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Reconstruction of ancient palm vegetation landscapes using a phytolith approach

Albert, Rosa Maria, Bamford, Marion K., Esteban, Irene
Quaternary international 2015 v.369 pp. 51-66
Arecaceae, construction materials, fabrics, freshwater, fuels, grasses, grasslands, lakes, landscapes, medicine, morphs, national parks, ornamental plants, paleoecology, phytoliths, soil, Tanzania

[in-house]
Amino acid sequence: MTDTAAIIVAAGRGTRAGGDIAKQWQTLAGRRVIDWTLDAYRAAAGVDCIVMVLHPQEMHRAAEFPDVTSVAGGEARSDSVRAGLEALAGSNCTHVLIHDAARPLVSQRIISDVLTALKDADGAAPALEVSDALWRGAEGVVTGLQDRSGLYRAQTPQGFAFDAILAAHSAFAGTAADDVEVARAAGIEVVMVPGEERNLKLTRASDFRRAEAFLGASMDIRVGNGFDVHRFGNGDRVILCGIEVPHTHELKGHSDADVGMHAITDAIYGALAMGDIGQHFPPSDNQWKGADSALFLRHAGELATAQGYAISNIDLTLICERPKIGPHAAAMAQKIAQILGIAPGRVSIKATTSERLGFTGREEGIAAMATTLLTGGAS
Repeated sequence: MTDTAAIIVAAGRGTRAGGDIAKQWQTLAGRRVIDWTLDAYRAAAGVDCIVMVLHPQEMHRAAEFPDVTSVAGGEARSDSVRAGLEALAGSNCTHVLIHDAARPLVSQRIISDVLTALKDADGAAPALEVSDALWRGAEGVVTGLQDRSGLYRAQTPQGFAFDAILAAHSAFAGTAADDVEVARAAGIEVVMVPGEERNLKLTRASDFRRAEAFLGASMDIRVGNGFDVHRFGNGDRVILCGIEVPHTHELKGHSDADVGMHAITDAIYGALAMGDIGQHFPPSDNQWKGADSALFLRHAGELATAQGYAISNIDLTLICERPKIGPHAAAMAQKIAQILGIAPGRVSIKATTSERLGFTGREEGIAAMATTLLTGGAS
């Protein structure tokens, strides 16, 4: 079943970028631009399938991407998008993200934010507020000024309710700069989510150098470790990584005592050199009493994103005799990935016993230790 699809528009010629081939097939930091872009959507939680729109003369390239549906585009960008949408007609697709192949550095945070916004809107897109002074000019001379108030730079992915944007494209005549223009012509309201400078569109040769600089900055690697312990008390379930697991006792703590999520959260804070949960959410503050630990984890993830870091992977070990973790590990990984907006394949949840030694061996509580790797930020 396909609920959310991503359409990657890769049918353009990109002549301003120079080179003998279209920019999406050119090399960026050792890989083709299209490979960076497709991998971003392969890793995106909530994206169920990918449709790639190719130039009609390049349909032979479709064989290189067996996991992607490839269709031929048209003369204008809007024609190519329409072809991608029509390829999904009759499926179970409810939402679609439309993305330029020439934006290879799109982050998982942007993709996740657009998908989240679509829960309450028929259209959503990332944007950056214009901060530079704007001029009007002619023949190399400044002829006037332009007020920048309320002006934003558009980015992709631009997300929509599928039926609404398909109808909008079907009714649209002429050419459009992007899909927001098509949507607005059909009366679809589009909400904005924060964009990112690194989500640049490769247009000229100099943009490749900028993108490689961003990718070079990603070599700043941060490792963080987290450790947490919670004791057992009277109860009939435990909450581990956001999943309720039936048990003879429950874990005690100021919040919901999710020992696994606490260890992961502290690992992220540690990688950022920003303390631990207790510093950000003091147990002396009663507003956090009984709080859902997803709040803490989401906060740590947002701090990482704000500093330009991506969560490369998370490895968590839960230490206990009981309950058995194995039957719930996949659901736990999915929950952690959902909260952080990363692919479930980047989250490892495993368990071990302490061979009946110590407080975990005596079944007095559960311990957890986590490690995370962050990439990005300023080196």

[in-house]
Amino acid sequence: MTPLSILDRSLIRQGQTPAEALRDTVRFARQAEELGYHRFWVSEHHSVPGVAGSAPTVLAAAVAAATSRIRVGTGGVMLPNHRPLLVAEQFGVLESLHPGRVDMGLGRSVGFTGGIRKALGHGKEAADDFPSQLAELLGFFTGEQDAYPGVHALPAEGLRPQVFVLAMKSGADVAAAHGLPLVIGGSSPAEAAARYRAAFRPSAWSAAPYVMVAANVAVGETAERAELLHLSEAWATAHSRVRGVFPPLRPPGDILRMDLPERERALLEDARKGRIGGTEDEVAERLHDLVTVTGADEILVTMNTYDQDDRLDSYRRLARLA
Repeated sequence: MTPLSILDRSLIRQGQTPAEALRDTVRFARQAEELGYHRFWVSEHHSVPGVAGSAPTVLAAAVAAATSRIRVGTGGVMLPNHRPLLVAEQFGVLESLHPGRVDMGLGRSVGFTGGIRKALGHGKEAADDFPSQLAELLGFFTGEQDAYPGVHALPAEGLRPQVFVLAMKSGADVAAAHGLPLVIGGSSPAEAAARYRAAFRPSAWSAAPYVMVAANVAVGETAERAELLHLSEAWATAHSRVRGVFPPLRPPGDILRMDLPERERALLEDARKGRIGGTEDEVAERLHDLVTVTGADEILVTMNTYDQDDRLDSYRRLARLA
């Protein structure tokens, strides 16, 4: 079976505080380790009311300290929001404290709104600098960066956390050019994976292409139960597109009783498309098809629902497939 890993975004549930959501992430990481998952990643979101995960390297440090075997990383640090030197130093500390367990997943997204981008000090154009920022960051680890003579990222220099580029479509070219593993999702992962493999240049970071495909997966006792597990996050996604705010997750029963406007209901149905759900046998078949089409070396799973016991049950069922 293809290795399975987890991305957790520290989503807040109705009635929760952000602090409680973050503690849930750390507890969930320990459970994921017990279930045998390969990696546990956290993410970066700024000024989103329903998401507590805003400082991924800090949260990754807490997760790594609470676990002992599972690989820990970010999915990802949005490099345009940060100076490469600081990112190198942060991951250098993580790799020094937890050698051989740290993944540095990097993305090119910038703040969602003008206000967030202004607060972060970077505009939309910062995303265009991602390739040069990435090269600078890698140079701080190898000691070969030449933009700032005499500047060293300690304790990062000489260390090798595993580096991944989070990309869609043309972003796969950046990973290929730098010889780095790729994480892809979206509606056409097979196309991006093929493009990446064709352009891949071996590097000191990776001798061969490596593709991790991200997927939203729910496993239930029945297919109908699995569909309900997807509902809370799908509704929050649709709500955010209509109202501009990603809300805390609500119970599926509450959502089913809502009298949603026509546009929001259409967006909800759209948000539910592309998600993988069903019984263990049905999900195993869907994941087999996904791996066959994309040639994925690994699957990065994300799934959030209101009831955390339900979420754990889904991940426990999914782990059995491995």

Palms (Arecaceae) are a dominant feature of some landscapes in Africa and may provide different subsistence elements for humans such as construction materials, fabrics, fuel, food, medicine, and ornamentals. Palms have been identified through phytolith analyses in different localities and palaeoanthropological levels of Olduvai Gorge (northern Tanzania) dated to approximately 1.8 Ma. Thus, the presence of palms poses some interesting questions mostly related to the information they can provide in terms of ecological and vegetation reconstructions as well as the interaction between these plants and the possible use of them by hominins. We present here the study of modern soils from Serengeti National Park, Lake Eyasi and Lake Manyara, where palms are still present. The main goal is the reconstruction of palm landscapes and their interaction with other geographical factors (palaeolake, fresh water courses, etc.) through phytolith analyses and taking into account preservation conditions. Contrary to what was expected, characteristic palm phytoliths do not accumulate in the same amounts as observed in the palaeoanthropological samples from Olduvai Gorge. The short cell phytoliths of grasses, also common in the area, do not correspond to the grasses growing in the spots where the samples were collected. There are several reasons for these inconsistencies. Preservation of phytoliths is poor in disturbed areas, open grasslands and scarcely vegetated areas. Fresh watercourses may also influence in the number of phytoliths and preservation caused presumably by erosion and water transport. This study reaffirms the idea that the absence in the archaeological and palaeontological/palaeoecological record of some phytolith morphotypes it is not always related to their absence on the past. Most importantly, the presence of plant groups is very significant but the relative abundance is not easily interpreted because of preservation and disturbance.